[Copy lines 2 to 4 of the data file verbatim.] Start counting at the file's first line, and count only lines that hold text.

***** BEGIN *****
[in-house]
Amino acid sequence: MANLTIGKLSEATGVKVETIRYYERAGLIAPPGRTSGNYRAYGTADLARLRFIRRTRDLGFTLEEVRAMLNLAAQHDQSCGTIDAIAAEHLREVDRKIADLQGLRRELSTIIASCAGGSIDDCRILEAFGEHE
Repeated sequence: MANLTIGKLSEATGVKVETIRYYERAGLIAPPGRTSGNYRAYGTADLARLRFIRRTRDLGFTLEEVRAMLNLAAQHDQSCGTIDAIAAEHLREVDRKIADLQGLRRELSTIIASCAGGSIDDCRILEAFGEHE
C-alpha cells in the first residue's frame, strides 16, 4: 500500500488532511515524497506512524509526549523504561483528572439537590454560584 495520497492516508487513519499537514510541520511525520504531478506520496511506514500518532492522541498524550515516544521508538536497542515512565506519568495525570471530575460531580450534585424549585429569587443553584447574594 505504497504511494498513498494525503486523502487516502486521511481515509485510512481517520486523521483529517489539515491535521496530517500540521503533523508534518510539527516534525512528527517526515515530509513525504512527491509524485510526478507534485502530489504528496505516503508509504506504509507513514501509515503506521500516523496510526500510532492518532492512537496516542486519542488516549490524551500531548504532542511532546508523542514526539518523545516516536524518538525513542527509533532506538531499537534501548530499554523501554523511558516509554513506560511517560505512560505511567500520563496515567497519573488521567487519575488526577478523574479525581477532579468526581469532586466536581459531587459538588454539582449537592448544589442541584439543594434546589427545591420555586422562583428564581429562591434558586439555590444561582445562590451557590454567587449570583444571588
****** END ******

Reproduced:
Amino acid sequence: MANLTIGKLSEATGVKVETIRYYERAGLIAPPGRTSGNYRAYGTADLARLRFIRRTRDLGFTLEEVRAMLNLAAQHDQSCGTIDAIAAEHLREVDRKIADLQGLRRELSTIIASCAGGSIDDCRILEAFGEHE
Repeated sequence: MANLTIGKLSEATGVKVETIRYYERAGLIAPPGRTSGNYRAYGTADLARLRFIRRTRDLGFTLEEVRAMLNLAAQHDQSCGTIDAIAAEHLREVDRKIADLQGLRRELSTIIASCAGGSIDDCRILEAFGEHE
C-alpha cells in the first residue's frame, strides 16, 4: 500500500488532511515524497506512524509526549523504561483528572439537590454560584 495520497492516508487513519499537514510541520511525520504531478506520496511506514500518532492522541498524550515516544521508538536497542515512565506519568495525570471530575460531580450534585424549585429569587443553584447574594 505504497504511494498513498494525503486523502487516502486521511481515509485510512481517520486523521483529517489539515491535521496530517500540521503533523508534518510539527516534525512528527517526515515530509513525504512527491509524485510526478507534485502530489504528496505516503508509504506504509507513514501509515503506521500516523496510526500510532492518532492512537496516542486519542488516549490524551500531548504532542511532546508523542514526539518523545516516536524518538525513542527509533532506538531499537534501548530499554523501554523511558516509554513506560511517560505512560505511567500520563496515567497519573488521567487519575488526577478523574479525581477532579468526581469532586466536581459531587459538588454539582449537592448544589442541584439543594434546589427545591420555586422562583428564581429562591434558586439555590444561582445562590451557590454567587449570583444571588